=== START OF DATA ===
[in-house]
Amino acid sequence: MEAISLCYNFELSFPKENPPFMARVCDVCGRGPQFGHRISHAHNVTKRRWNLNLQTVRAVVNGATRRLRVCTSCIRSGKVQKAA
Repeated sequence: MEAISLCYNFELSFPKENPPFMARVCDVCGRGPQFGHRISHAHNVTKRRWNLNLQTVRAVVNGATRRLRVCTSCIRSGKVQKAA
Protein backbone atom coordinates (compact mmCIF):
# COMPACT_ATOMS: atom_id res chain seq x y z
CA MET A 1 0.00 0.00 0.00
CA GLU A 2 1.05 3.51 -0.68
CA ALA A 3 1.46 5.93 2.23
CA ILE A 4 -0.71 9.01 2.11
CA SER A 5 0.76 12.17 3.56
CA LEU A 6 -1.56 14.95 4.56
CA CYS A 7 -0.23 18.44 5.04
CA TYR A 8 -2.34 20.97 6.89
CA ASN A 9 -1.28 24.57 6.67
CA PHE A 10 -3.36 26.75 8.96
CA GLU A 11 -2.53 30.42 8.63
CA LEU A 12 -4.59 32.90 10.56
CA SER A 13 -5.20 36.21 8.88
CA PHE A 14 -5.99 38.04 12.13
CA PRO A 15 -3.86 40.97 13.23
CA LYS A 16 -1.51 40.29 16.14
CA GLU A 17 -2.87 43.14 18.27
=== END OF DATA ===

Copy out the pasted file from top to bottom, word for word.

[in-house]
Amino acid sequence: MEAISLCYNFELSFPKENPPFMARVCDVCGRGPQFGHRISHAHNVTKRRWNLNLQTVRAVVNGATRRLRVCTSCIRSGKVQKAA
Repeated sequence: MEAISLCYNFELSFPKENPPFMARVCDVCGRGPQFGHRISHAHNVTKRRWNLNLQTVRAVVNGATRRLRVCTSCIRSGKVQKAA
Protein backbone atom coordinates (compact mmCIF):
# COMPACT_ATOMS: atom_id res chain seq x y z
CA MET A 1 0.00 0.00 0.00
CA GLU A 2 1.05 3.51 -0.68
CA ALA A 3 1.46 5.93 2.23
CA ILE A 4 -0.71 9.01 2.11
CA SER A 5 0.76 12.17 3.56
CA LEU A 6 -1.56 14.95 4.56
CA CYS A 7 -0.23 18.44 5.04
CA TYR A 8 -2.34 20.97 6.89
CA ASN A 9 -1.28 24.57 6.67
CA PHE A 10 -3.36 26.75 8.96
CA GLU A 11 -2.53 30.42 8.63
CA LEU A 12 -4.59 32.90 10.56
CA SER A 13 -5.20 36.21 8.88
CA PHE A 14 -5.99 38.04 12.13
CA PRO A 15 -3.86 40.97 13.23
CA LYS A 16 -1.51 40.29 16.14
CA GLU A 17 -2.87 43.14 18.27